Magazine of art press and reviews from London
Olympia International Art & Antiques Fair 2014 in London.
Monday, 22nd June 2014
The 42nd edition of Olympia International Art & Antiques Fair closed its doors with success having attracted over 26,500 visitors from countries as far afield as Argentina, the Philippines, Russia and Saudi Arabia. Sales were reported across multiple disciplines.
Over 4,000 people attended the Preview Day, with several dealers reporting early sales. Craig Carrington saw a proliferation of red dots on his stand and sold a number of neoclassical objects for healthy five-figure sums, among them an early 19th century pair of bronze centaurs by Boschetti. Primal art dealer Clive Loveless sold two Wunda parrying swords, one of which was sold to an Australian client and another to the Garter King of Arms. New exhibitor Max Rutherston sold eleven pieces of Japanese Netsuke to an individual collector, and José Sanina sold a 19th century Chinese wine cooler within the first five minutes of the Fair. Gallery representative Leticia Goncalvez commented: “The atmosphere was amazing. There were lots of collectors who were very knowledgeable and we’ve made some great contacts. This is our first time at a UK fair and it has been a very positive experience.” Adding to the glamour of the evening, the Fair’s charity partner CLIC Sargent brought around 500 guests; Hana Tiller, Head of London Events for the charity commented: “We are well on target to raise the £100,000 net target that we set to support young people in our care at the Royal Marsden, Fulham.”
Several exhibitors made sales of Twentieth Century British Art, including Austin Desmond Fine Art, returning to the Fair after several years, who sold works by Prunella Clough, Barry Flanagan and Vanessa Bell. Bell’s 1930 painting Autumn Leaves in a Jug, which numbered amongst the works sold, carried a ticket price of £25,000. The Taylor Gallery sold works by Edward Seago, including a painting of Cromer in the region of £100,000.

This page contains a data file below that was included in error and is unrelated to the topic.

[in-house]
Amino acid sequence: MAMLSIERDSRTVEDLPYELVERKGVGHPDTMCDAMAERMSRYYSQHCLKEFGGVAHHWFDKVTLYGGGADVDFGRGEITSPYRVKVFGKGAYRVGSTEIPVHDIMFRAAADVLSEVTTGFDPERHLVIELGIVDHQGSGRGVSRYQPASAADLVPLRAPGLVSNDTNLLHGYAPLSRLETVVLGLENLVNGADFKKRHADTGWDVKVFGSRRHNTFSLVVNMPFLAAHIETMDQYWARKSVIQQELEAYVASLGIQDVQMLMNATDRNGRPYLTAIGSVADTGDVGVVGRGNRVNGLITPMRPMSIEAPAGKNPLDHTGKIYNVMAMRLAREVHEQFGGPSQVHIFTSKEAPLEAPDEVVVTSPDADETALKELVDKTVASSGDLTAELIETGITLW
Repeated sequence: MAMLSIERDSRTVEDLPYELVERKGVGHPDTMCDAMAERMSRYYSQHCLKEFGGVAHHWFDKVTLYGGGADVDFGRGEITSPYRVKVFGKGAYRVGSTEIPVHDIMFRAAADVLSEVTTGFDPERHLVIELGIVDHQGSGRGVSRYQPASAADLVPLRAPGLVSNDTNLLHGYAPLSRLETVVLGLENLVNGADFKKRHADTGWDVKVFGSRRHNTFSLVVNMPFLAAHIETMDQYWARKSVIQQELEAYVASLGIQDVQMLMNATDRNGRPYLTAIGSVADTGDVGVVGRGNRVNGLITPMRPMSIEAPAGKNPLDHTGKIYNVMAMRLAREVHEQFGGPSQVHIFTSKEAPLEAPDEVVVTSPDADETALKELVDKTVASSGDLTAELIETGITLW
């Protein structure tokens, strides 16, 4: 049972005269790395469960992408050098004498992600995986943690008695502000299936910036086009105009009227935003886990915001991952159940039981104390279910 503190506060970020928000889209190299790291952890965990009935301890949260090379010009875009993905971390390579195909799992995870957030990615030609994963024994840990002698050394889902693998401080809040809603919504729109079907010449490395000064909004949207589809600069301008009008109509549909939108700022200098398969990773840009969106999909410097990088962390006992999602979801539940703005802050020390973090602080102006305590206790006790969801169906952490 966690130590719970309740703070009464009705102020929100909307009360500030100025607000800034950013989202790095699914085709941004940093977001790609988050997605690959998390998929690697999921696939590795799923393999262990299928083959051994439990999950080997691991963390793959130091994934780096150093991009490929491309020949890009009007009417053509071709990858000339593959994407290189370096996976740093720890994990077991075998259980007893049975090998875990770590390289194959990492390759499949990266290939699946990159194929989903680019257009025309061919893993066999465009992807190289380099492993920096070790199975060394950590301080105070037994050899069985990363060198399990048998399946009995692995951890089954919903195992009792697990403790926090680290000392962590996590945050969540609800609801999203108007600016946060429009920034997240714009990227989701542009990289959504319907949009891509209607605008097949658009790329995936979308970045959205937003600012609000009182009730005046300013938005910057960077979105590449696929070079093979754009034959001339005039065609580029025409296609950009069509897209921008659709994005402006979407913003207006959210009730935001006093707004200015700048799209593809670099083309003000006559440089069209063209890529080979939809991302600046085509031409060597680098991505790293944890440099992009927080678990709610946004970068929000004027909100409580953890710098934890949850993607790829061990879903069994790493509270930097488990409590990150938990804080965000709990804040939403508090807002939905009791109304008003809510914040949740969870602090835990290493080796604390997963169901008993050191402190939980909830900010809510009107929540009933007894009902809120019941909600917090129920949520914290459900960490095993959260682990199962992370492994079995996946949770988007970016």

Ian Walker of Walker Galleries Ltd commented “Having exhibited at Olympia for many years, and returned after a period away from the Fair, this was one of the best Olympia fairs we have ever had. We sold to clients from Portugal, United States and China.” Tony Haynes of Haynes Fine Art of Broadway stated: “We enjoyed what has proven our highest volume of sales in the past 23 years of us doing the show”, including works by L.S. Lowry, Dorothea Sharp, Andy Warhol and Banksy, a sketch by John Constable priced at £15,000 and eighteen paintings by contemporary artist Tony Karpinski.
Furniture dealers also reported sales spanning a wide spectrum of periods and styles. Patrick Sandberg Antiques sold a 19th century Sheraton style satinwood Carlton House Desk in the region of £20,000 to an American collector who had come to London especially for the Fair. Guy Dennler Antiques sold a George I serpentine side table and a pair of George III commodes, and Wakelin & Linfield sold a pair of faux bamboo Regency Bergère chairs to a new customer from Australia. S&S Timms Antiques Ltd sold a circular rosewood Regency breakfast table to an American dealer, and Anthony Outred Ltd sold two hall benches dated 1890 and a very large Spanish Planter dated 1860. Peter Bunting sold a number of pieces of oak furniture, and an Italian Atelier Fornasetti desk, circa 1990, was sold by Holly Johnson Antiques for £16,500. John Hansord of Hansord commented “We sold to new and old clients including Americans and Europeans, both trade and private buyers”.
This year Olympia welcomed a strong contingent of European dealers, from countries including Austria, Czech Republic, France, Germany, Italy, The Netherlands, Portugal and Spain. Olivé Mayoral from Barcelona sold a work on paper by Joan Miro in the region of £100,000, and Portuguese exhibitor Manuel Castilho sold an early 17th century Mughal miniature with a ticket price of £15,000. New Italian exhibitor AJASSA sold a Qing Dynasty Family portrait and a Chinese porcelain vase, and Schütz Fine Art from Austria sold two paintings by contemporary Chinese artists Wang Xiaosong and Hua Li for a combined price of £35,000. Gallery representative Nikolaus Leskovar commented: “This is our first time at Olympia and we’ll definitely be back. I like the mixture of exhibits at the Fair – it means I meet collectors I wouldn’t otherwise meet. I really feel like I have potential here that I don’t have in other cities and fairs”.